So after a short break we are back. This piece has been written anonymously. Want to share something as a child of an alcoholic? Then please get in touch. As always, remember Nacoa is always there if you need help and support.



 

It’s difficult to know exactly when in my childhood it started and when I realised my mum was on a one way journey to destruction, but what I know is that her secret daily drinking became more and more important to her until it was her only activity.

She had been a good mother in my early years looking after me and my older brothers, talented and funny, but from the age of eight or nine I remember her changing, and her drinking pattern changed from party / socialising heavy drinking to secret drinking in the house with bottles of whisky or martini hidden in kitchen cupboards, wardrobes and clothes drawers.

I would find glasses at any time of day half full of drink in random cup cupboards, under the sink, behind curtains and when I smelled them and asked what they were , there would always be some excuse.

The secret carried on as well as the drinking as I went into my teenage years.


The denial about her heavy and all day drinking and the lack of explanation for it seemed to be about her choice to continue despite the fact it was out of control, and about my fathers reluctance to address it or discuss it, with her or with us. I broached the subject over time with her later on several times, she always said she would cut down, she would never accept any help and rejected any suggestions. Her telltale fake telephone voice, fake laugh, exaggerated gestures, slurred voice on the phone, forgetting things, saying ridiculous things and developing strong beliefs about astrology, witch craft, tarot, became disconcerting for me and I started to see her as someone odd, to be wary of, to try to fix , instead of a mother.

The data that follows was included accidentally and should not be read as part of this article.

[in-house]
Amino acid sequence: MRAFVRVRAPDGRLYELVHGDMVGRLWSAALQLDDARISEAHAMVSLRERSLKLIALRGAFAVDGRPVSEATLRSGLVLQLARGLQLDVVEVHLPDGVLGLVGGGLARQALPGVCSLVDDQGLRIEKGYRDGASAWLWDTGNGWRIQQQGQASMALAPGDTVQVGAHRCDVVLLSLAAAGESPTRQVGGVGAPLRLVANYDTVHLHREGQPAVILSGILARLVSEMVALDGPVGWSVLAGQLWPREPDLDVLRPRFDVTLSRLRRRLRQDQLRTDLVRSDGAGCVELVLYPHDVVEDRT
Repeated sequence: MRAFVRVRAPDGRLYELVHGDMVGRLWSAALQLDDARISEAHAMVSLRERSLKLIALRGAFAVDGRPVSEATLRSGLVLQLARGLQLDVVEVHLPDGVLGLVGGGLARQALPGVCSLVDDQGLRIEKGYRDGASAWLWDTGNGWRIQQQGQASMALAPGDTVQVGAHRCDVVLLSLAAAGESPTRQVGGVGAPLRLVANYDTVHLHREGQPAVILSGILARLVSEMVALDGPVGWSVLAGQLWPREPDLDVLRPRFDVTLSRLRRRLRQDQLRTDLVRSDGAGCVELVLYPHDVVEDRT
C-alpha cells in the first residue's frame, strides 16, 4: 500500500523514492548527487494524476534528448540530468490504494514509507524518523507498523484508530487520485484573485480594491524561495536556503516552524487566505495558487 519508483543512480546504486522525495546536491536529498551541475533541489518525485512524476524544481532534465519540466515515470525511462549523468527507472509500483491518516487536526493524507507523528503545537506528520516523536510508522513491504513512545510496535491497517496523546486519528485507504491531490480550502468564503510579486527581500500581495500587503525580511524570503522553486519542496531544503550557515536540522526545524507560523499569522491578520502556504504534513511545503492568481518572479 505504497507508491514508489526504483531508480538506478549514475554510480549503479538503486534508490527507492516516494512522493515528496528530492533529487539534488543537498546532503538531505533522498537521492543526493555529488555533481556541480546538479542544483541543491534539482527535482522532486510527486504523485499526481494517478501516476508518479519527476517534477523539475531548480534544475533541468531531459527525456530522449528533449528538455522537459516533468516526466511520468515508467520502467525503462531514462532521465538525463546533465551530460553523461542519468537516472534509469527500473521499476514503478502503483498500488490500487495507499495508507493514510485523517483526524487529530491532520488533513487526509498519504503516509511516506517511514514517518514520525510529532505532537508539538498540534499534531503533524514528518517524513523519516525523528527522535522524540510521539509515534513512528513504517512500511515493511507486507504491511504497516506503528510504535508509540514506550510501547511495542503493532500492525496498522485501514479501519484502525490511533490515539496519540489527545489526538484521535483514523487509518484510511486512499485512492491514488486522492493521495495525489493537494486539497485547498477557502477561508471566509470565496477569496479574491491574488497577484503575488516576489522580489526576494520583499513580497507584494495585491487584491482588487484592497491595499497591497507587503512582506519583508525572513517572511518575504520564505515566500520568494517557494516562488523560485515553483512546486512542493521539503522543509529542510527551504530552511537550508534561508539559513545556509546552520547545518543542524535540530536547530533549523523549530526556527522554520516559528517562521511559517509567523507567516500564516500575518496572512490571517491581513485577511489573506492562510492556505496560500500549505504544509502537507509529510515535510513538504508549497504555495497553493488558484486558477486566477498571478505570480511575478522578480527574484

Sleeping in the day, staying up listening to records at night, drinking, smoking , long curved cigarette ash tipping on to the floor. Me going back and forth asking her to go to bed, to put the cigarettes out safely. Calling out gas technicians , then too drunk to speak. Calling the doctor, then incoherent. Starting meals but unable to organise it properly. Never listening. Lying. Forgetting what you told her or asked her.

Driving us as children when she was completely drunk, over the grass and garden and then zig zagging down the main road.

By now she had her poison of choice– gin, her constant companion.